It wasn’t bad enough that Blake Snyder left us yesterday–he’s the “Save the Cat” screenwriter and teacher who was so great at a conference I attended–but now John Hughes has crossed over. He’s the director of “Ferris Bueller’s Day Off” and several other films that are touchstones for a generation. *sob* This is depressing.
I’m gonna stop watching the news.
Then the critique group I have been in for a few months decided to dissolve. First it was one of the writers who felt she wanted a faster pace (and I can’t blame her–we HAVE been awfully spotty, and things were running slowly, but the fact is that when you do a chapter every month, it’s going to take more than a year to get through a novel) who resigned. Next, another writer who has just taken a job that will have her traveling to China and all over the world quit, saying she just didn’t have time to keep up afte rall. Then a third writer decided to leave. Well . . . there were only five of us in the first place. So now it’s just me and the group’s organizer. Whee! I am a Jonah! (No, really, I didn’t Do Anything. Except be particularly slow with my crits, which I blame on life in general interfering.)
I’ll miss seeing how their stories come out (although we’re connected on Facebook, so I’ll follow their paths somewhat), and I’ll miss the critiques. It disturbs me that they saw my story as more of a cautionary tale about bad things that can happen to teens than as a story about two girls who use a magical book and ring to rescue their cousin, who has been captured by Bad People She Crossed With Her Own Magic. The older sister starts changing, and it’s because of the influence of the ring that the cousin gave her (for safekeeping, as she went into hiding), but everyone seems to miss the blatant hints that I give about how the ring gleams or it is tough to take off or whatever. Don’t want to bash readers over the head with this, but they DO need to figure it out. This is my NaNo toy novel, though, so I’m just letting the characters write out this first draft.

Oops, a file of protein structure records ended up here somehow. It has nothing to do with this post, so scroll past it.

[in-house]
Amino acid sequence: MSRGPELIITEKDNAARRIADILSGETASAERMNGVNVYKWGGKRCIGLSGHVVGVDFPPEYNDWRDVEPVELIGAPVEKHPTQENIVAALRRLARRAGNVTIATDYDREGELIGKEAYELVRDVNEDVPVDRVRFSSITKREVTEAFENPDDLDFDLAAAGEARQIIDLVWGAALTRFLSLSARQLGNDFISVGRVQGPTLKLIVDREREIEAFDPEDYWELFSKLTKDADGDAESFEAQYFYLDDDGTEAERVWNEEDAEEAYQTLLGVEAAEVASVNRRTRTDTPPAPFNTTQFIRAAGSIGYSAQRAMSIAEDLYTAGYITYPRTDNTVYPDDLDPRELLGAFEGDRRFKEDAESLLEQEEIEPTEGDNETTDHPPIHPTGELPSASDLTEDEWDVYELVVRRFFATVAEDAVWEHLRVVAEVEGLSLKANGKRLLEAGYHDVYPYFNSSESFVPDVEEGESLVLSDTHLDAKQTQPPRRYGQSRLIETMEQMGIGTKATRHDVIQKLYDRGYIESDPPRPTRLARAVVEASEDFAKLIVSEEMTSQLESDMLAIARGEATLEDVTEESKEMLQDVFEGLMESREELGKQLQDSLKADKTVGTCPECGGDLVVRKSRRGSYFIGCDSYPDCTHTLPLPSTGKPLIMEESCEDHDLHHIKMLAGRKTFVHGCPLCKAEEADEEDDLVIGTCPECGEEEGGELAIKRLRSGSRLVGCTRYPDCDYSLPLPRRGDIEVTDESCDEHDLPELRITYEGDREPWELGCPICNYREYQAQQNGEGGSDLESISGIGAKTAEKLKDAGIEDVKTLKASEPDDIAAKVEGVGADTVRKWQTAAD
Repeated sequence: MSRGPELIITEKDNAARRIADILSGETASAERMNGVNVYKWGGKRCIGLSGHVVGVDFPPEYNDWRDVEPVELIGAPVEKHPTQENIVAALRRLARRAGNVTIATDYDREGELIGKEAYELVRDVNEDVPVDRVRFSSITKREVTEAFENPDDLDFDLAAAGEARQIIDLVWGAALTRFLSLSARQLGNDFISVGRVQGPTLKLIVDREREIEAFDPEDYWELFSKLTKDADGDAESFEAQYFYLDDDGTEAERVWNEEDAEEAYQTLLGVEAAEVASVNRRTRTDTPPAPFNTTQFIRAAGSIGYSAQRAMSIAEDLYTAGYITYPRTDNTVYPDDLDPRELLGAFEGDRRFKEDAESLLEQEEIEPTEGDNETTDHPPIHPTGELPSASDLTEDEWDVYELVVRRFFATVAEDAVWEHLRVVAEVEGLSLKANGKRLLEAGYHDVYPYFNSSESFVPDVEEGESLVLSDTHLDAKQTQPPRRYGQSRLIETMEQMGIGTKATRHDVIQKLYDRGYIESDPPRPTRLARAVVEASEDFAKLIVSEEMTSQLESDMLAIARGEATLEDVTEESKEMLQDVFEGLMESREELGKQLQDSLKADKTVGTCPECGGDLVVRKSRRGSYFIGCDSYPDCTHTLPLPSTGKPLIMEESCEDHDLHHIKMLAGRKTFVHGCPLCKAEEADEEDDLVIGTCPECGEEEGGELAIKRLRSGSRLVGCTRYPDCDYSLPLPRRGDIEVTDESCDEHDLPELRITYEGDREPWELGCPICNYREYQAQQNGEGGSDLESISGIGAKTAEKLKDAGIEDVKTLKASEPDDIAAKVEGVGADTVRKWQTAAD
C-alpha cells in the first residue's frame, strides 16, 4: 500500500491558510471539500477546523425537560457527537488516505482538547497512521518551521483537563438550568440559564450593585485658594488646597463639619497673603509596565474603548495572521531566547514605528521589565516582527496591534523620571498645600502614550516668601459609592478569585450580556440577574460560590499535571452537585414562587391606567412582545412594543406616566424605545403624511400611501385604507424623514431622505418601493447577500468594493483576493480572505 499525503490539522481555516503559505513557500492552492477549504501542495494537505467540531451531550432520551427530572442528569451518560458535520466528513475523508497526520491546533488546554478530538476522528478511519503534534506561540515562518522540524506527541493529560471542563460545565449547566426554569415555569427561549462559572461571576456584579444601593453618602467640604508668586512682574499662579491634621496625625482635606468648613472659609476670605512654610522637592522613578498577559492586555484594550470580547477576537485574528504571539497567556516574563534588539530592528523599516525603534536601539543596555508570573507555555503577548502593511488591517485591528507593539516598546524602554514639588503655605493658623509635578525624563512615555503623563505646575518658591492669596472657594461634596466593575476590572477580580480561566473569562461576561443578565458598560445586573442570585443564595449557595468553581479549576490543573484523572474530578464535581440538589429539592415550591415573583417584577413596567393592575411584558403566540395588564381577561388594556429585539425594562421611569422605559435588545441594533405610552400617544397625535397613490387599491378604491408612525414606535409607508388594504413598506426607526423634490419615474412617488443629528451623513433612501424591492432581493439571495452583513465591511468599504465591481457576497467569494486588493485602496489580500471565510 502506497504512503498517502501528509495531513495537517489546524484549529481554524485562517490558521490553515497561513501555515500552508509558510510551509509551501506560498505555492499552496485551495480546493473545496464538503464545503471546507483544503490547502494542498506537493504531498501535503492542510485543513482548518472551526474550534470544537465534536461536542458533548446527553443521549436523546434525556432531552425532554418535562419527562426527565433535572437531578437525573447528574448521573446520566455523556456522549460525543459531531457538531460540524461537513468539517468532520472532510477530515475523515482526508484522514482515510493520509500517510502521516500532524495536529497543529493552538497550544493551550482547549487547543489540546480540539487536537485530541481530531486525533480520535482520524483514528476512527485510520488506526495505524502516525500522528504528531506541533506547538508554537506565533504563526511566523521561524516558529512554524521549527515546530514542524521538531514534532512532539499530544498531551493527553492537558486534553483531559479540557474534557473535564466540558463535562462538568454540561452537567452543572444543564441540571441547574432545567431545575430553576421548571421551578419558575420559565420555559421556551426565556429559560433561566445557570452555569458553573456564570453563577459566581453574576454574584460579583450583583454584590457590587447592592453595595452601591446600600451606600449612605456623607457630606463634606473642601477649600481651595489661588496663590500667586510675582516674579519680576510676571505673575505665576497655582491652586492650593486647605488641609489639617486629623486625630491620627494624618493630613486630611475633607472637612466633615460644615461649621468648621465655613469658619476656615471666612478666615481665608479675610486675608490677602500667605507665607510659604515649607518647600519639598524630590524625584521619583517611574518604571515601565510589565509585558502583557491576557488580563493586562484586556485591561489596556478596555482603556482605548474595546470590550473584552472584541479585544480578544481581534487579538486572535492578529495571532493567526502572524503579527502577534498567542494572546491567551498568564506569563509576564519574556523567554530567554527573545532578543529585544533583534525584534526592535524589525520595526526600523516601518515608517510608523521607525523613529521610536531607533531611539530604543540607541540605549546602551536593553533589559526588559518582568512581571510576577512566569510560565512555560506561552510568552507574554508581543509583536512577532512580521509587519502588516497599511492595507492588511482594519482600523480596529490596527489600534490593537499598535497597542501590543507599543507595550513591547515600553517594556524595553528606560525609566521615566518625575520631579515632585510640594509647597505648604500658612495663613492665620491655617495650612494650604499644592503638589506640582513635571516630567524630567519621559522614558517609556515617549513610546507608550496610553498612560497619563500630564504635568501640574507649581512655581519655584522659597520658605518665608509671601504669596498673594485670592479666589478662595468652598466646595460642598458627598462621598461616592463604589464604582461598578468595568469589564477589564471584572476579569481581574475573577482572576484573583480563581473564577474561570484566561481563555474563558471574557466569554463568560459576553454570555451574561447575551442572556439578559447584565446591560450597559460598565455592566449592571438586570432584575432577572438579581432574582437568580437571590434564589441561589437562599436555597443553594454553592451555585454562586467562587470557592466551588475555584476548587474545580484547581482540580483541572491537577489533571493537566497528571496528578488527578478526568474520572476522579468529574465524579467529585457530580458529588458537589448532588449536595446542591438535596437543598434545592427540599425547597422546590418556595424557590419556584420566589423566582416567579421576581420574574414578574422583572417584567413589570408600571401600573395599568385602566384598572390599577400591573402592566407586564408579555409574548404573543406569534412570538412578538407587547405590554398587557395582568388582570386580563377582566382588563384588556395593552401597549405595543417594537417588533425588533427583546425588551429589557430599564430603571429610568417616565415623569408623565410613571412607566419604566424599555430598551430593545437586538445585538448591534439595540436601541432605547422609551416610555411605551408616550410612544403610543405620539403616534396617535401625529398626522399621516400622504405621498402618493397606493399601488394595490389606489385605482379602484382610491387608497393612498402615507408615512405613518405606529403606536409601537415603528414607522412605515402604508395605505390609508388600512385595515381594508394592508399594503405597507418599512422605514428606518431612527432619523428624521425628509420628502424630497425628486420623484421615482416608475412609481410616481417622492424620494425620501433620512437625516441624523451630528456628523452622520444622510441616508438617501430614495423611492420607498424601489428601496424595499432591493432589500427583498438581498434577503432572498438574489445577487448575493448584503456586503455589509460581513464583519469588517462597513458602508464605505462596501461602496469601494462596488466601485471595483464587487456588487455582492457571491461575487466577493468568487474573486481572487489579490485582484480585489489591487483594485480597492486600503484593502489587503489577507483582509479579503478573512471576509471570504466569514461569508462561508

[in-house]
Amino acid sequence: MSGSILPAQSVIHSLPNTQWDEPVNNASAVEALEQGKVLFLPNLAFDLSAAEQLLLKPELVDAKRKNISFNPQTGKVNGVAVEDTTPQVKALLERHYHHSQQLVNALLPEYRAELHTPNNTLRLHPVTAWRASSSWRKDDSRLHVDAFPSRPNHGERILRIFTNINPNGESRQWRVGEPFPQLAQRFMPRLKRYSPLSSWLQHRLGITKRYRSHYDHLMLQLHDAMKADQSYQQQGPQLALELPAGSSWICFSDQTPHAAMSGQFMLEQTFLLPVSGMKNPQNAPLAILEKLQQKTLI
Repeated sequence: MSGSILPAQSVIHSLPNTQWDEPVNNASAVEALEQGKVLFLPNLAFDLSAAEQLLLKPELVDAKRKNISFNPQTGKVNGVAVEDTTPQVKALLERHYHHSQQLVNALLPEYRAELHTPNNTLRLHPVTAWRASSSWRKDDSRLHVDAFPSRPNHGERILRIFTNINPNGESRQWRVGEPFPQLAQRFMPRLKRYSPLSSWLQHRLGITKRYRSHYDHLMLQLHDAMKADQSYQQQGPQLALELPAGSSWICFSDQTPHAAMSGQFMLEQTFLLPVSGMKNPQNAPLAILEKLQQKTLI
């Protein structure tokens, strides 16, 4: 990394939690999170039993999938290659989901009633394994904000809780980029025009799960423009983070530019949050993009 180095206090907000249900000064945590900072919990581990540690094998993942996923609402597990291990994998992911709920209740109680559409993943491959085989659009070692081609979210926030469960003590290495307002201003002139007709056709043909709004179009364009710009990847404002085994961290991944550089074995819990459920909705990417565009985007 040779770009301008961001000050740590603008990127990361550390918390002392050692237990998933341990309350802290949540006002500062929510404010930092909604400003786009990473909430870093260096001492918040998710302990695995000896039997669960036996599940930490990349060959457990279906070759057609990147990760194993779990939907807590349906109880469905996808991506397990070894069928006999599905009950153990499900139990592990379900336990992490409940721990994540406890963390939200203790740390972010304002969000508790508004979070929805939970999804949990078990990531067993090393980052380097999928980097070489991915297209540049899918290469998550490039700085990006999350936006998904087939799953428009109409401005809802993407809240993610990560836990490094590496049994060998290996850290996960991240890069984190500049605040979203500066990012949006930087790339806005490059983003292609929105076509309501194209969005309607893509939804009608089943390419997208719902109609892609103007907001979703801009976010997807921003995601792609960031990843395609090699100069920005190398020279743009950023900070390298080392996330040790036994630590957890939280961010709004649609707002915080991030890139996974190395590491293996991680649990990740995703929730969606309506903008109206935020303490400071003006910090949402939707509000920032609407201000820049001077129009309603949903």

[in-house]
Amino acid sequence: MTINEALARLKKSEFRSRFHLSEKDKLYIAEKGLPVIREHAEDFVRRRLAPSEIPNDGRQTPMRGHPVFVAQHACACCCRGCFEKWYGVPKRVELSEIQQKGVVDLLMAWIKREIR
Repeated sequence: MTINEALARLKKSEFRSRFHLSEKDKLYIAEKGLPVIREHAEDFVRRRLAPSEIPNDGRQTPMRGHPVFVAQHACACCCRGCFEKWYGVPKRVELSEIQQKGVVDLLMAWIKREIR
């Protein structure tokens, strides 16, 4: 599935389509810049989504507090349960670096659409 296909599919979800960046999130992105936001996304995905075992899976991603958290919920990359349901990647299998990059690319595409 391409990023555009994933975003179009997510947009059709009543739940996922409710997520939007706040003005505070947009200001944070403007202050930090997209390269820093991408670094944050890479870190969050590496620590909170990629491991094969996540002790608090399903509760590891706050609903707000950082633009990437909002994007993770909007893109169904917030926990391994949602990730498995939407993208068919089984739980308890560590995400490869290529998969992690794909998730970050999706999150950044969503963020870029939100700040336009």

In minor-irritant land, the AMEX bill came . . . with a charge on it from the hotel that Hubby did NOT stay at during his business trip. I made a reservation there for him for one night back when they first yelled that he had to go and that he needed to make his own travel arrangements, because he was scared that he wouldn’t be able to book any room at all (ComicCon was going on, and most hotels were already filled in San Diego), and then found three others that each had ONE of the nights he needed available. But within a day the company’s travel office had called him to say they’d found a place just outside of town that had four days available (which he took–who wants to change rooms daily?), so I canceled those other hotels and got confirmation emails. I canceled less than 24 hours after making the reservations, and a week ahead of the reserved dates.
Three of them were nice and honored the cancellation, and didn’t try to charge us anything.
The first one, though, sent through a $480 charge (for one night! Incredible! There’s a Tourism Tax and some other fee in there) plus a $44 charge (a fee for no-shows). I called immediately and read them the confirmation e-mail and confirmation number for my cancellation of that reservation.
They said, “Oh, but you booked online. That was an Internet Special. Those reservations can’t BE canceled.”
“What? How could there be any such thing?”
“The website told you when you booked it.”
“No, it didn’t. I’d never have clicked to reserve if it had said that. And it let me click ‘modify or cancel’ and then cancel the reservation–remember, I have the e-mail.”
“Also, the cancellation number you have here is for [insert slightly different name].”
I looked closely at the confirmation e-mail. Hubby’s name is Don, and they had typed “Dawn.” (Which is my aunt’s name . . . and she is also married to a Don. But anyway.) “They just made a typo, I guess.”
“No, this confirmation of cancellation is for that person, not your husband.”
We went around in circles like that for a while. I pointed out that you can’t very well charge a no-show fee AND charge for the room for the night–pick one and stick with it. They said that was their policy. I countered that they’d surely rented the room to someone else that night, since it was a convention weekend, and that I’d be willing to pay a reasonable no-show fee because of their mix-up, but it would be more like $30 or a normal fee that you see at a normal place. They just laughed.
This place feels that if the charge goes through and they get your money, then that’s it–they keep your money. They don’t care about their reputation, or business practices, or repeat business. They care about keeping the ~$500.